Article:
Thursday 19 October 2017

Early Reviews of Haywood's Memoirs of Utopia (1725–26)

The following note and editorial addition, concerning Haywood's Memoirs of a Certain Island Adjacent to the Kingdom of Utopia, appears in the Critical Review, 4 (November 1757): 272 (online here):

To the Author of the Critical Review.

  LAST winter a book called Modern Lovers was published, pr. 3 s. but in fact was only part of The Memoirs of Utopia. This month the same publisher has exhibited a book called Prostitutes of Quality, which is likewise extracted from Memoirs of Utopia, and yesterday a book was published, called Memoirs of B— Tracey, which in fact is only a part of an absence book, called A History of the Human Heart, which is not fit to be read by the public.

Nov. 26, 1757.
      Your obedient servant,
            T. L.

N. B. The authors of The Critical Review are obliged to T. L. for the above letter; and should be obliged to him for the same sort of information hereafter; for they would heartily join him in detecting such notorious and infamous impositions on the public.

The four works mentioned here are:

[1] Modern Lovers; Or, The Adventures of Cupid, the God of Love: A Novel (London: Printed for J. Cooke, at the King’s-Arms, in Great-Turnstile, Holbourn, 1756); ESTC: t66385.

[2] Prostitutes of Quality; Or, Adultery á-la-mode. Being Authentic and Genuine Memoirs of Several Persons of the Highest Quality (London: Printed for J. Cooke, and J. Coote, opposite Devereux-Court, in the Strand, 1757); ESTC: t46030.

[3] Memoirs of B— Tracey (London: Printed for J. King, in Great Turnstile, Holborn, [1757]); ESTC: t118902.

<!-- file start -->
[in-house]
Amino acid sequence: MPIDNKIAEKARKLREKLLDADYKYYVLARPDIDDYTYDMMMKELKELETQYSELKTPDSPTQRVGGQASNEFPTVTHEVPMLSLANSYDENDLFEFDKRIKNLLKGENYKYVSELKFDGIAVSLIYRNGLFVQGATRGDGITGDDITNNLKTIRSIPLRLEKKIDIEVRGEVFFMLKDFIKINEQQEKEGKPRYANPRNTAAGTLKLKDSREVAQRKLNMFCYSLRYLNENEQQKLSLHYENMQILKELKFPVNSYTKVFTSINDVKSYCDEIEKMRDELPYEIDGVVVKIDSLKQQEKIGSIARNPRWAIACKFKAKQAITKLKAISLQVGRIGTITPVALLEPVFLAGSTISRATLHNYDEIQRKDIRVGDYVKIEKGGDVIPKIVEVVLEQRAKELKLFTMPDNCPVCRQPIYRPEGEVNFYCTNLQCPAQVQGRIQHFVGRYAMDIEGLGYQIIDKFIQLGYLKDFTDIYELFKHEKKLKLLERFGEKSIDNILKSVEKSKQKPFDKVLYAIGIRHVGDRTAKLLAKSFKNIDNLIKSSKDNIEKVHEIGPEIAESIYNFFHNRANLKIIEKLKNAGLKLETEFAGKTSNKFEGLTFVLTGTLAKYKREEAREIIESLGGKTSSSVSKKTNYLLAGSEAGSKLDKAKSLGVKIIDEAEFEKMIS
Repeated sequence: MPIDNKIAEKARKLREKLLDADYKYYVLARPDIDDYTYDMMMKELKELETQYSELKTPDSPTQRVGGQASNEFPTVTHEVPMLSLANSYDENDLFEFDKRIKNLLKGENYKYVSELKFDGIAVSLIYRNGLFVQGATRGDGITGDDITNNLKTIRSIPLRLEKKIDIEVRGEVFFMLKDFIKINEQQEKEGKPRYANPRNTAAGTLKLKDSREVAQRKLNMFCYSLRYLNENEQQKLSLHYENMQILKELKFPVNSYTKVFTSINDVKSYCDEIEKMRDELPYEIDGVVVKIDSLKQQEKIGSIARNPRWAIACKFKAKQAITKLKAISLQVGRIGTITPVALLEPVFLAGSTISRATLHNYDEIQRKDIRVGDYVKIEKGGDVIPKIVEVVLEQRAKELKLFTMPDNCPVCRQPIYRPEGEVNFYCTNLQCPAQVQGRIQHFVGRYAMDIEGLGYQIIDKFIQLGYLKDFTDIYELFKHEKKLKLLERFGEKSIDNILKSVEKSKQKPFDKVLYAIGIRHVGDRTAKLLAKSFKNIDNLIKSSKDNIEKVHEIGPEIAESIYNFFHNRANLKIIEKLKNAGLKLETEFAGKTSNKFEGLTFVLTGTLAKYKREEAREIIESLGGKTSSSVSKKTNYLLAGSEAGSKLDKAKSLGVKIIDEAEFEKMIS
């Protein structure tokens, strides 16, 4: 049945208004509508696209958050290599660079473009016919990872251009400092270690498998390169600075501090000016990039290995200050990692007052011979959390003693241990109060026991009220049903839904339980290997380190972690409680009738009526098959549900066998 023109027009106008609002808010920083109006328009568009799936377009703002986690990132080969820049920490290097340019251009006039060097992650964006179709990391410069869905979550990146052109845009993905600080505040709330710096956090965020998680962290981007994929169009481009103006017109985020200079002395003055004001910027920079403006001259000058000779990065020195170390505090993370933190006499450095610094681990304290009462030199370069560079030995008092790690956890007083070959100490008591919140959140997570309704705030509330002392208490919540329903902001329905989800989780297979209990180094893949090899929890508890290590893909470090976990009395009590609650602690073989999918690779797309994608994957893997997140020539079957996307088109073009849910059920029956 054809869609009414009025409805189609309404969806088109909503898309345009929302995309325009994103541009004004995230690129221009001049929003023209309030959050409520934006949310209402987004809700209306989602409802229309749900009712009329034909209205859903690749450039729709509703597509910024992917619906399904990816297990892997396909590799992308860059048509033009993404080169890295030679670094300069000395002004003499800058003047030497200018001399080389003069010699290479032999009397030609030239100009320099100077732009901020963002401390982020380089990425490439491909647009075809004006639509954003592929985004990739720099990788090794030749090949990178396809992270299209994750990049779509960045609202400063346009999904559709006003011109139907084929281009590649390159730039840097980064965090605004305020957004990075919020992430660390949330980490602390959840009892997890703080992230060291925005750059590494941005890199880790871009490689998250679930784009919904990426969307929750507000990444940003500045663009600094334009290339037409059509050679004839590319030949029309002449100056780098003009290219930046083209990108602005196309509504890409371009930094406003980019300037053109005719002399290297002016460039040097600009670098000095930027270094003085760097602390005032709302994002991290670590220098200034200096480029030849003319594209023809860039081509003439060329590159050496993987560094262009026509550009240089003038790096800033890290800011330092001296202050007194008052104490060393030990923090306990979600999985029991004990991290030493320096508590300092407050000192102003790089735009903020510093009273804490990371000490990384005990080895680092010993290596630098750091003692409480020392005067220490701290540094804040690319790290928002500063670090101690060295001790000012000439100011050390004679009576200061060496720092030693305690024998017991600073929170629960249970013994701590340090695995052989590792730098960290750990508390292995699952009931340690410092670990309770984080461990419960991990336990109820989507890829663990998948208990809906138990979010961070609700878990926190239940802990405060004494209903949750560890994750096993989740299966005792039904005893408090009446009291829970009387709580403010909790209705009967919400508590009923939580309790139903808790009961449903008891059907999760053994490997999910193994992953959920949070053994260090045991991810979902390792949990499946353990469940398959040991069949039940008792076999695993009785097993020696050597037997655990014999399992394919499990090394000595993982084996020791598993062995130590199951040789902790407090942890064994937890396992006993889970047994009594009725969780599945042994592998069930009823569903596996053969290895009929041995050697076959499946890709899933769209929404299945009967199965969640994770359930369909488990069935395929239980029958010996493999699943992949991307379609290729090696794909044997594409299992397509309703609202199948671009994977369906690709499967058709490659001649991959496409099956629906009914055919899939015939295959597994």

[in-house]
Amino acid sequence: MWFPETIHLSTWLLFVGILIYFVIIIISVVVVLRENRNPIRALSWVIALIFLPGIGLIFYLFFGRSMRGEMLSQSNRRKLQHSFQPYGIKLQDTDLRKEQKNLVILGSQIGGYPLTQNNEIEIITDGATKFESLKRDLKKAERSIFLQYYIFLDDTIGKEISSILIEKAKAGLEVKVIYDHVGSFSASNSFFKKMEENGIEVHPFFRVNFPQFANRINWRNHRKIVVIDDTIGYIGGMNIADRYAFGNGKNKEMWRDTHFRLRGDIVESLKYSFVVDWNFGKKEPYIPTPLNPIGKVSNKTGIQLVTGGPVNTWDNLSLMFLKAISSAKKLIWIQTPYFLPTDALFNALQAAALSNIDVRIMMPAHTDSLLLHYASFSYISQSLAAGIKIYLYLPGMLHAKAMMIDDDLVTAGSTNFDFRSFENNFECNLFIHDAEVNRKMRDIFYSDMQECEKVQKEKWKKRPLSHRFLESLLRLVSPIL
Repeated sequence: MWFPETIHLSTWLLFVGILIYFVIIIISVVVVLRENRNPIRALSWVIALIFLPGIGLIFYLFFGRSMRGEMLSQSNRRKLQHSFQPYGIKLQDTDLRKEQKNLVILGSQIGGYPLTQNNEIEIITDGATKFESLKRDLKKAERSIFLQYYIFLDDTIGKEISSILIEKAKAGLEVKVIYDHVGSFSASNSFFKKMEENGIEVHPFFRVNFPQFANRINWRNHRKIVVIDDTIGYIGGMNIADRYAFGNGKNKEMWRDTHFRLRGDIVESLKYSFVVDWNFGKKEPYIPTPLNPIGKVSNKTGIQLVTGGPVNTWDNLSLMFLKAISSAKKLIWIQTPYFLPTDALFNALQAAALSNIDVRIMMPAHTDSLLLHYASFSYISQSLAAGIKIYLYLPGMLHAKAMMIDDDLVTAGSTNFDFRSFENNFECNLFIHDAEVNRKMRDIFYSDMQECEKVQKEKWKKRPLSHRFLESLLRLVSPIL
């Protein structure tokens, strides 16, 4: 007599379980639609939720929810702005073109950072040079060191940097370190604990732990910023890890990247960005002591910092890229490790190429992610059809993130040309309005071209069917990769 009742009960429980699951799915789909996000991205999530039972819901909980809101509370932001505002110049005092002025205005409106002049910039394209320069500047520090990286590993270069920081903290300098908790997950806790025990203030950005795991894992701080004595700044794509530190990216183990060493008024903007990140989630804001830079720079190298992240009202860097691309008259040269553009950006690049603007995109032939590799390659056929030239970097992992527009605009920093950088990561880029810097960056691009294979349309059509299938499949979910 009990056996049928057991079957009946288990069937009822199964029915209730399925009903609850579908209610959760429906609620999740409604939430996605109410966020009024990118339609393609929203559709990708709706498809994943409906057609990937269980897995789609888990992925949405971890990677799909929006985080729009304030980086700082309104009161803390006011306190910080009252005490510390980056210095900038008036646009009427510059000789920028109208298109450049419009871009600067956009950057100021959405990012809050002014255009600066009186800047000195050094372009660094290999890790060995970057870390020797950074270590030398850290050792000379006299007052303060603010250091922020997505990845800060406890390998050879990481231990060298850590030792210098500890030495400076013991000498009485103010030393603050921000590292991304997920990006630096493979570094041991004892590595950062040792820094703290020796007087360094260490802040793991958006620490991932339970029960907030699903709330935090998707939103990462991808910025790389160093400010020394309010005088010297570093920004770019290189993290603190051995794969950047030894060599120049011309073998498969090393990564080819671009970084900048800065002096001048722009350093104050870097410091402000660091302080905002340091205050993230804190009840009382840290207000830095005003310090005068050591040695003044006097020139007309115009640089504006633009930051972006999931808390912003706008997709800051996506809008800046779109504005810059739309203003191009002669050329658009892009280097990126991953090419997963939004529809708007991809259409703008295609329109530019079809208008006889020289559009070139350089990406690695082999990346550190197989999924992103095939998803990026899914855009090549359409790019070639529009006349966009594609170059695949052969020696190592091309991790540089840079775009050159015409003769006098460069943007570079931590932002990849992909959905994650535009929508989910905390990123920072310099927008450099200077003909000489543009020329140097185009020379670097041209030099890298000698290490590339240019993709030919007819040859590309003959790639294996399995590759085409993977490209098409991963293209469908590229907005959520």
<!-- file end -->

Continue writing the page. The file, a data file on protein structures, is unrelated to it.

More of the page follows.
[4] A History of the Human Heart; Or, The Adventures of a Young Gentleman (London: Printed for J. Freeman, 1749); ESTC: n17696.

* * * * *

Putting aside, for a moment, the question of whether [1] Modern Lovers and [2] Prostitutes of Quality are, in fact, "only part of The Memoirs of Utopia"—the other two works are certainly related to each other: [3] Memoirs of B— Tracey is "in fact is only a part of" [4] A History of the Human Heart—about two-thirds of the former being a word-for-word reprint of the latter (i.e., about 214 of 314 pages). Both titles appear in George Colman's imaginary "Catalogue of a Circulating Library," as nos. 142 and 89, which I posted here.

T. L. wasn’t the only person to comment on the thefts. The Monthly Review, notes Memoirs of B— Tracey is “All stolen from a wretched book, published about seven years ago, entitled, The History of the Human Heart; and now imposed upon the Public for a new Work.” And the reviewer at Annales typographiques comments on “Mémoires du baron Tracey,” that it is “Pillé d'un mauvais livre publié il y a sept ans, intitulé: The history of the human heart [Stolen from a wicked book published seven years ago, entitled: The history of the human heart].

* * * * *

As for [1] Modern Lovers and [2] Prostitutes of Quality (Coleman nos. 153 and 163): both are comprised exclusively of unauthorised reprints from Haywood’s Memoirs of a Certain Island Adjacent to the Kingdom of Utopia (1725–26), 2 vols. The eighteen chapters of Modern Lovers being very lightly revised, out-of-sequence excerpts from Memoirs of Utopia (1725), 61–71, 89–91, 103–25, 140–74, 177–94, 196–210, 260–74; the six stories in Prostitutes of Quality being even more lightly revised, out-of-sequence excerpts from Memoirs of Utopia (1725), 58–71, 72–120, 121–26, 126–56, 265–75 and Memoirs of Utopia, vol.2 (1726), 126–40.